By Michael D. Shear
Washington Post Staff Writer
Thursday, November 6, 2008
John McCain's campaign was meandering through the summer, one day focusing on the Everglades, the next on Iraq and hardly ever on Barack Obama, when a small group of top advisers took the candidate aside and told him to make a choice.
You can keep running a comfortable, "play it safe" campaign -- hanging out with reporters in the back of the bus, talking about climate change and handling Obama with kid gloves -- and lose by a respectable two or three percentage points, they said.
Or, they told the former war hero, he could authorize a disciplined, high-risk approach that would include aggressive attacks on Obama's liberal record and direct appeals to the Republican base. His strategists said such a move provided a chance for victory -- or an Obama landslide.
"It is not my goal to run this race and be admired as the maverick that lost," McCain told them, according to his closest friend, Sen. Lindsey O. Graham (R-S.C.).
Starting in July, McCain largely abandoned the well-known brand he had built over a decade: a moderate, steady, experienced maverick whose great political skill was in convincing independent voters that he was not just another Republican.
He kicked the reporters off his bus, started talking about oil drilling, attacked Obama's character, embraced conservative policies and eventually bet his White House hopes on a tax-cutting philosophy that he had once ridiculed from the Senate floor.
On Tuesday, McCain lost, if not in a popular-vote landslide, then in an electoral one, winning 163 electoral votes to Obama's 349.
In the campaign's view, McCain's downfall had more to do with a September surprise than with strategy or tactics. Just when his internal polls showed him taking a slight lead over Obama, the global economic collapse sent the "right track" numbers -- the percentage of people who thought the country was headed in the right direction -- to an impossibly low 5 percent.
"What happened beginning in the middle of September was a historic economic event, an economic catastrophe unprecedented in modern politics and unprecedented since the Great Depression," said senior adviser Steve Schmidt, who took control of the campaign as part of the July changes. Schmidt said McCain was dealt "the worst deck of cards that anybody has ever been dealt in terms of running a presidential campaign."
But many of those who have been closest to McCain said the financial crisis was politically devastating because the campaign's new strategy had robbed McCain of his image as an independent-minded lawmaker who could be trusted to bring an objective view to a major issue, such as Bush's financial rescue proposal. To voters, he seemed to be just another Republican who was part of the problem, they said.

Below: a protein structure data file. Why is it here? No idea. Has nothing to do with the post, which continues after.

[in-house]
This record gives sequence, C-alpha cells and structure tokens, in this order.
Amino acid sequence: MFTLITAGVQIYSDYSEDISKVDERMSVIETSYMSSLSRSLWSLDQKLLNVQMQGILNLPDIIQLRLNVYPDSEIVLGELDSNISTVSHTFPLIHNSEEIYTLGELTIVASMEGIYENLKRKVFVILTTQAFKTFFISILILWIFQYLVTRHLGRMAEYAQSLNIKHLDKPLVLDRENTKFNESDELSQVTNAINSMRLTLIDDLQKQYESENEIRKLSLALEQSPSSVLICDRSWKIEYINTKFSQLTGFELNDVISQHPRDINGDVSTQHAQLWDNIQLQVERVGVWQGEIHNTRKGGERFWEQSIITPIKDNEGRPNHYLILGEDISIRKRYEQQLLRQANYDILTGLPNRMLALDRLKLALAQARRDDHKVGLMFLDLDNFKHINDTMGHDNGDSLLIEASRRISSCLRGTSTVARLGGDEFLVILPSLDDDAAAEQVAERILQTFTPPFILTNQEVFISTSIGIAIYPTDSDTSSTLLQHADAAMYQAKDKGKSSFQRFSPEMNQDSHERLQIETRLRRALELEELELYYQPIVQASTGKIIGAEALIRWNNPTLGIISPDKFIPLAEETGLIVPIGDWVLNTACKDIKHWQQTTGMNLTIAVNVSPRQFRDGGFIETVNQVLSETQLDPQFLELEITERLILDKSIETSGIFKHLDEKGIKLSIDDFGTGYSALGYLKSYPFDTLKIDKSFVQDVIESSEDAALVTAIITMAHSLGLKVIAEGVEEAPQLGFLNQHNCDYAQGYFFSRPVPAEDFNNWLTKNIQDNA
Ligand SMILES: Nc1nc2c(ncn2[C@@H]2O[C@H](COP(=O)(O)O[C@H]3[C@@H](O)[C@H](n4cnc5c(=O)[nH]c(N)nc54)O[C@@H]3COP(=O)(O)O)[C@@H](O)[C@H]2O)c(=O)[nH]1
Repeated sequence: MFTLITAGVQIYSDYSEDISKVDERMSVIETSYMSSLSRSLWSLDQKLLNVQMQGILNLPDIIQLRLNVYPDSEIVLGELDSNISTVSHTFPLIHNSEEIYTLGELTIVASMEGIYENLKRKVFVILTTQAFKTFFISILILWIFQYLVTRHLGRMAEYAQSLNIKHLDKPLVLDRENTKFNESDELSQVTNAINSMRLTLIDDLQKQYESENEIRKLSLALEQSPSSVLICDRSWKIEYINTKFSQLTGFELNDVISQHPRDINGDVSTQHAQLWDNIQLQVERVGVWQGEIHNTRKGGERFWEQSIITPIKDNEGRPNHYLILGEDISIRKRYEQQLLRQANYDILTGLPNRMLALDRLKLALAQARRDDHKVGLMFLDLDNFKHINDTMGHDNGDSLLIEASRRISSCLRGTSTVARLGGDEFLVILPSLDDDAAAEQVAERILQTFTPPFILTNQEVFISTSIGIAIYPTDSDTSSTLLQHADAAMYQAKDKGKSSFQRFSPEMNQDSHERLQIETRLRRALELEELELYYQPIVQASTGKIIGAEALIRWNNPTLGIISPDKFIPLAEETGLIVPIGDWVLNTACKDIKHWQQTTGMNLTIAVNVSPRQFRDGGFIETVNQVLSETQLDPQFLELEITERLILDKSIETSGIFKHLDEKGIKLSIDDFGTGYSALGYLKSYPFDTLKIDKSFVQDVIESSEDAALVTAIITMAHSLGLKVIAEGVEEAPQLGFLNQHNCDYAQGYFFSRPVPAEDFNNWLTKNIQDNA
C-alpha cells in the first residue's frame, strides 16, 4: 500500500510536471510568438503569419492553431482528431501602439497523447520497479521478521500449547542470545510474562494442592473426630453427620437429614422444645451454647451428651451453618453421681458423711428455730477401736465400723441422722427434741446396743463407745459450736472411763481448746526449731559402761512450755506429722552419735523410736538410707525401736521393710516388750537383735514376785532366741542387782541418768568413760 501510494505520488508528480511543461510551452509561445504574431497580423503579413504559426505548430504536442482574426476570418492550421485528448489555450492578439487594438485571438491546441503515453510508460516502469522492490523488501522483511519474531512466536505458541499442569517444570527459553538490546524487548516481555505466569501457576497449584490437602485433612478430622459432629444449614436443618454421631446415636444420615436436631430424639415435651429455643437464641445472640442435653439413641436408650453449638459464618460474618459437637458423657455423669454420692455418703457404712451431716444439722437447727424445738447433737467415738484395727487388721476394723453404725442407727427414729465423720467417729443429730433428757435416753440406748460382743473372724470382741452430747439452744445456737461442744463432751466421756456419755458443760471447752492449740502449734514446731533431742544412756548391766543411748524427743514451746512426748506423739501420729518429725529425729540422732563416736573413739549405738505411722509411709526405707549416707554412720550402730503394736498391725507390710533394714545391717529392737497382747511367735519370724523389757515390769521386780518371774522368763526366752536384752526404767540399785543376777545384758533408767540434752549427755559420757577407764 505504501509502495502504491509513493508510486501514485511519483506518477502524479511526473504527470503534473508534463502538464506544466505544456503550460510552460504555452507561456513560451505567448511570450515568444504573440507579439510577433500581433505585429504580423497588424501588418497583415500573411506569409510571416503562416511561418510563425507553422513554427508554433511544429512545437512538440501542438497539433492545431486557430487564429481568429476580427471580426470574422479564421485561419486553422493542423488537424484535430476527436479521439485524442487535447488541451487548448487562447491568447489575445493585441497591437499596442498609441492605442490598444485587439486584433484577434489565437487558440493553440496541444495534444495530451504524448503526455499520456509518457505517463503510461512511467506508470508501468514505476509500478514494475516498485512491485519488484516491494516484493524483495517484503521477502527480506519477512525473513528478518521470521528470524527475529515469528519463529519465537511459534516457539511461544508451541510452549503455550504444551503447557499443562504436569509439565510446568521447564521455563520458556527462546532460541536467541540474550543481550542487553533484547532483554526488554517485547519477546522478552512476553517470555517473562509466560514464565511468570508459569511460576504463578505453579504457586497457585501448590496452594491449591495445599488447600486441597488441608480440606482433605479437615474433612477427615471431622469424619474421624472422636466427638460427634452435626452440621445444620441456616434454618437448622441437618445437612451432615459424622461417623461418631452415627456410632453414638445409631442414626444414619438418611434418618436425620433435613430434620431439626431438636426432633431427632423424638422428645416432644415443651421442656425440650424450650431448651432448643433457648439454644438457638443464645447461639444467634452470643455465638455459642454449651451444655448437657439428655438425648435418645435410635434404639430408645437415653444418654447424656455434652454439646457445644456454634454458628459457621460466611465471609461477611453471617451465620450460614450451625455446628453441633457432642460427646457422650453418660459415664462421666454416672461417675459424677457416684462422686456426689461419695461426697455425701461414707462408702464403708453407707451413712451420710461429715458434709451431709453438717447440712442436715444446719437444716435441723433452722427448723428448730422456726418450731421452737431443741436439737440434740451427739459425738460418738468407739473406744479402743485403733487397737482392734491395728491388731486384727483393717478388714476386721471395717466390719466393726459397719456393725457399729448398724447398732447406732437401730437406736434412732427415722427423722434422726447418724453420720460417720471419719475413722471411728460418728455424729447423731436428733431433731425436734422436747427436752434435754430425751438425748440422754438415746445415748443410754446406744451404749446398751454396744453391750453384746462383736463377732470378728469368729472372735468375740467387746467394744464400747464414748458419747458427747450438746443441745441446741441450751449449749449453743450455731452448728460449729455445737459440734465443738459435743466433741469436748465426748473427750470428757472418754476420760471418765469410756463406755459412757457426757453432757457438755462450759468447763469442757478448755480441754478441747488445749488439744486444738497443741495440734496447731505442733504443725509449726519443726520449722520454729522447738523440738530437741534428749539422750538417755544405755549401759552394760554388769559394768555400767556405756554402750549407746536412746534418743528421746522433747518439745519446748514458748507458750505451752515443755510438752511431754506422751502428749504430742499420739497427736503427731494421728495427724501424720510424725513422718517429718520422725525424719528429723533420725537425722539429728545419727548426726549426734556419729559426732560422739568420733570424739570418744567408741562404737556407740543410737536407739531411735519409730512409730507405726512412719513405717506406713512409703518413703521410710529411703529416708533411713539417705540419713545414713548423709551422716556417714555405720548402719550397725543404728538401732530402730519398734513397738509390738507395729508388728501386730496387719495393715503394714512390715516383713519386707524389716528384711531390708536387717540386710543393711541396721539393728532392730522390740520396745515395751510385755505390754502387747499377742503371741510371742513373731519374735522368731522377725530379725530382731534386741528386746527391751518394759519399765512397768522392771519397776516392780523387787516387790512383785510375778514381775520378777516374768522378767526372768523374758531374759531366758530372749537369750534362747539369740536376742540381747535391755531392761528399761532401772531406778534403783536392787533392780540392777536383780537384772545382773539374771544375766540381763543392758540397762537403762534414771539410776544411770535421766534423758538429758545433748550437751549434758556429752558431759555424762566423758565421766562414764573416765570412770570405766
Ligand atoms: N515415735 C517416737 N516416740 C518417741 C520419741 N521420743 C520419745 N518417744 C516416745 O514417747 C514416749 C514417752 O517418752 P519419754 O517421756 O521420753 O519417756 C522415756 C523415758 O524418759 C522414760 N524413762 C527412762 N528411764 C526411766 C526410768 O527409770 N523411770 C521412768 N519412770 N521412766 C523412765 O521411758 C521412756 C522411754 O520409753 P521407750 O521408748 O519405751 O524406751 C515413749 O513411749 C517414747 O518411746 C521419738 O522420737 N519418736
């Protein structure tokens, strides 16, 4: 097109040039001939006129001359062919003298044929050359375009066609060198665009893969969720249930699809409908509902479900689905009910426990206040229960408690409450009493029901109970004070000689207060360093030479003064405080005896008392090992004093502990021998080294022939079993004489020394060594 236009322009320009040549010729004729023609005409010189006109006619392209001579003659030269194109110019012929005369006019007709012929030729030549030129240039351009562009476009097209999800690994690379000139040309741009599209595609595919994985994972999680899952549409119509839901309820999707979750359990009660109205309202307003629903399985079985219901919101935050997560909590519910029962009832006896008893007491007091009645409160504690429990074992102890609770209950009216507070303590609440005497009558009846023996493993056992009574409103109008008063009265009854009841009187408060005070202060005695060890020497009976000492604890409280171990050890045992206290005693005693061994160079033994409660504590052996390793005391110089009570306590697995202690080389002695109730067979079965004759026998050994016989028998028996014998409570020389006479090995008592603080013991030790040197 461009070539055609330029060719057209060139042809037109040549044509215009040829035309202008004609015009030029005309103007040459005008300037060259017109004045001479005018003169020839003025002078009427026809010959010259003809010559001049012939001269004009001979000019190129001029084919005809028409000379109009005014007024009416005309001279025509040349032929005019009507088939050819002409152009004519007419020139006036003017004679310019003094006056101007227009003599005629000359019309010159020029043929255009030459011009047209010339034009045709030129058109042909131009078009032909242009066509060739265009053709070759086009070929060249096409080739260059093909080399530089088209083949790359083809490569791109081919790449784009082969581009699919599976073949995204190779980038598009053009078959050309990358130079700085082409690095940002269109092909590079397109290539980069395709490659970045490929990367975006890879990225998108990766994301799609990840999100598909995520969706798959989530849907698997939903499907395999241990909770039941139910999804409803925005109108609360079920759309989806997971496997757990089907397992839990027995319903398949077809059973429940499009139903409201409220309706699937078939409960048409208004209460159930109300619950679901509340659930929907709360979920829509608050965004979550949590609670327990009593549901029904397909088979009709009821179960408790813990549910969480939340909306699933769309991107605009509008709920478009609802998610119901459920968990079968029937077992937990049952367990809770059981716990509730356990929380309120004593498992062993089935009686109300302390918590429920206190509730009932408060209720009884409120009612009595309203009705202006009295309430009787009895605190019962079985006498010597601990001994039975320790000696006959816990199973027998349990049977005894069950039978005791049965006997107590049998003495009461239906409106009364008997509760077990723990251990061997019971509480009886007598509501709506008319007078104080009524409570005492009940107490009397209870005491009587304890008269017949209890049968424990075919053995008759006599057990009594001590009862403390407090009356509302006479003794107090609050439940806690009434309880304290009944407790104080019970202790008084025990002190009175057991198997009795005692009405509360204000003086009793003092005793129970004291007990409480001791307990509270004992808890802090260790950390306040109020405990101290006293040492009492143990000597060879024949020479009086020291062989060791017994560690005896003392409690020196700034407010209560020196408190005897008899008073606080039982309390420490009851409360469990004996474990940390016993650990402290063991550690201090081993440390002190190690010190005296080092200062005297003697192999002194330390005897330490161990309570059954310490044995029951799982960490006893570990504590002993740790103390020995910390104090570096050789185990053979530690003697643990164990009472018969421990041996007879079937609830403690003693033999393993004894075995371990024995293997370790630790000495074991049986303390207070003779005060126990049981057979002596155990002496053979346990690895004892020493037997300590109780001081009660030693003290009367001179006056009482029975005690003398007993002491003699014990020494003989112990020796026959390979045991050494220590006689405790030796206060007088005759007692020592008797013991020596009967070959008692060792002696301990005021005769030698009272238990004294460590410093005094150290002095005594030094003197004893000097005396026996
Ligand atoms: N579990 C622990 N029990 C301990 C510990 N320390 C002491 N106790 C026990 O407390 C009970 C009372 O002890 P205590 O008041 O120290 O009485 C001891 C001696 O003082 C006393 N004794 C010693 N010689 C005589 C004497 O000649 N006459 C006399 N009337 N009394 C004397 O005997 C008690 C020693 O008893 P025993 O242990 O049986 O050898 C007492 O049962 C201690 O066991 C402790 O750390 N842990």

Money was another problem for the campaign. McCain started the general election essentially broke, with 38 staff members at his headquarters and no money for ads. Even with the help of the Republican National Committee, McCain was unable to match the hundreds of millions of dollars Obama had at his disposal.
McCain's pick of Alaska Gov. Sarah Palin as his running mate also called his judgment into question, those close to him said. His staff engaged in a months-long verbal war with the news media. And his campaign had spent no time developing a comprehensive economic plan.
"If you had told me two years ago that John McCain would end his active national political life perceived by many as the candidate of the special interests tied to lobbyists; that many people considered his campaign dishonorable and focused on small things; that he wasn't seen as presidential and the right person to have in a crisis; and that the broad center in American politics had turned against him, I would have laughed in your face," said John Weaver, his longtime friend who resigned from the campaign in a power struggle last year.
"That's not who he is," Weaver said. "But that's the campaign that he chose."Push to Attack Obama's Character
As the national conventions neared and Obama took his much-ballyhooed overseas trip, McCain's assault on Obama's character and policies intensified. But the campaign never seemed to settle on a single attack, as Republicans had in 2004 when they labeled Sen. John F. Kerry a "flip-flopper."
Despite the stated willingness to take risks, the campaign often appeared to waver about how far to go against its rival. McCain's refusal to use Obama's relationship with the Rev. Jeremiah A. Wright Jr. and Obama's long-standing positions on campaign finance discouraged the kind of third-party attacks that had worked against Kerry in 2004. How to deal with Obama's race also lingered as a problem.
"It kind of muted people's willingness to make character attacks," said Chris LaCivita, a Republican operative who formed a group that ran the first ads about Obama's connection to Vietnam War-era radical William Ayers.
At the same time, McCain was stressing his conservative credentials, hoping to heighten the contrast with Obama. McCain's straightforward answers during a religious forum at Saddleback Church in California helped, as did his forceful response to the Russian invasion of Georgia.